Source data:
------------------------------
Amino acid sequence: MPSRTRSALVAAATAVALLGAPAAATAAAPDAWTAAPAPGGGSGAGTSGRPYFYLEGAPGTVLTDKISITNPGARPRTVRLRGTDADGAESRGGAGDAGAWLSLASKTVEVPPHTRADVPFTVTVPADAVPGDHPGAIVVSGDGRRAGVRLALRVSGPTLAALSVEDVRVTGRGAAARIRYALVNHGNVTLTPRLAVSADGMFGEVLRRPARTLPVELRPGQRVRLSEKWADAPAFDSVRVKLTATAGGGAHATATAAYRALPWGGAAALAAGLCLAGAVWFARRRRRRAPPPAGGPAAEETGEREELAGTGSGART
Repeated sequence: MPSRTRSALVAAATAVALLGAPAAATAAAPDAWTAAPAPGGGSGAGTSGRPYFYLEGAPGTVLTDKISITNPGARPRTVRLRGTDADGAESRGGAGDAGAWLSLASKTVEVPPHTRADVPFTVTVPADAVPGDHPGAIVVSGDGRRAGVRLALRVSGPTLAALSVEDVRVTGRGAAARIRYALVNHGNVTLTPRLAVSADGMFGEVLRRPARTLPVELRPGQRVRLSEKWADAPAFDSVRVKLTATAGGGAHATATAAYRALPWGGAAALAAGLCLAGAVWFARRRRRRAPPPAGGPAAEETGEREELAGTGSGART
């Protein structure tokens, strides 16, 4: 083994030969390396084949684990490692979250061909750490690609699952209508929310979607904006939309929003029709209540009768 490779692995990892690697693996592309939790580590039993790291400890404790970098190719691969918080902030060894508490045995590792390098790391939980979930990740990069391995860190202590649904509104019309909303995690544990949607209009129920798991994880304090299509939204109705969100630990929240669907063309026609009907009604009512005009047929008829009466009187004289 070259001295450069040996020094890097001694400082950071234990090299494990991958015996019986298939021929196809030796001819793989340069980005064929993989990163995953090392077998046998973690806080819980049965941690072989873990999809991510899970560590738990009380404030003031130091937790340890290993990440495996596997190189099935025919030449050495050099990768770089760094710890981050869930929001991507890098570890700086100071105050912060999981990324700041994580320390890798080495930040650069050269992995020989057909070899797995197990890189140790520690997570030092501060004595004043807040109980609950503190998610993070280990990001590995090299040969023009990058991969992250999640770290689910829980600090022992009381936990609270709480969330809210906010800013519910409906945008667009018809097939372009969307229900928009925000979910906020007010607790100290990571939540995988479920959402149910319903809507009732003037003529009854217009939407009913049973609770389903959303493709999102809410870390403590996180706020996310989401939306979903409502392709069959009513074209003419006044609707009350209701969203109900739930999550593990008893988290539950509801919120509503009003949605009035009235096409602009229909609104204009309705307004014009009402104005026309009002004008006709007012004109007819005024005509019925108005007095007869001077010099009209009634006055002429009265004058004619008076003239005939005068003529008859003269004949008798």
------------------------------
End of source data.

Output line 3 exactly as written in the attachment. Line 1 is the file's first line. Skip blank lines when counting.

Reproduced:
């Protein structure tokens, strides 16, 4: 083994030969390396084949684990490692979250061909750490690609699952209508929310979607904006939309929003029709209540009768 490779692995990892690697693996592309939790580590039993790291400890404790970098190719691969918080902030060894508490045995590792390098790391939980979930990740990069391995860190202590649904509104019309909303995690544990949607209009129920798991994880304090299509939204109705969100630990929240669907063309026609009907009604009512005009047929008829009466009187004289 070259001295450069040996020094890097001694400082950071234990090299494990991958015996019986298939021929196809030796001819793989340069980005064929993989990163995953090392077998046998973690806080819980049965941690072989873990999809991510899970560590738990009380404030003031130091937790340890290993990440495996596997190189099935025919030449050495050099990768770089760094710890981050869930929001991507890098570890700086100071105050912060999981990324700041994580320390890798080495930040650069050269992995020989057909070899797995197990890189140790520690997570030092501060004595004043807040109980609950503190998610993070280990990001590995090299040969023009990058991969992250999640770290689910829980600090022992009381936990609270709480969330809210906010800013519910409906945008667009018809097939372009969307229900928009925000979910906020007010607790100290990571939540995988479920959402149910319903809507009732003037003529009854217009939407009913049973609770389903959303493709999102809410870390403590996180706020996310989401939306979903409502392709069959009513074209003419006044609707009350209701969203109900739930999550593990008893988290539950509801919120509503009003949605009035009235096409602009229909609104204009309705307004014009009402104005026309009002004008006709007012004109007819005024005509019925108005007095007869001077010099009209009634006055002429009265004058004619008076003239005939005068003529008859003269004949008798």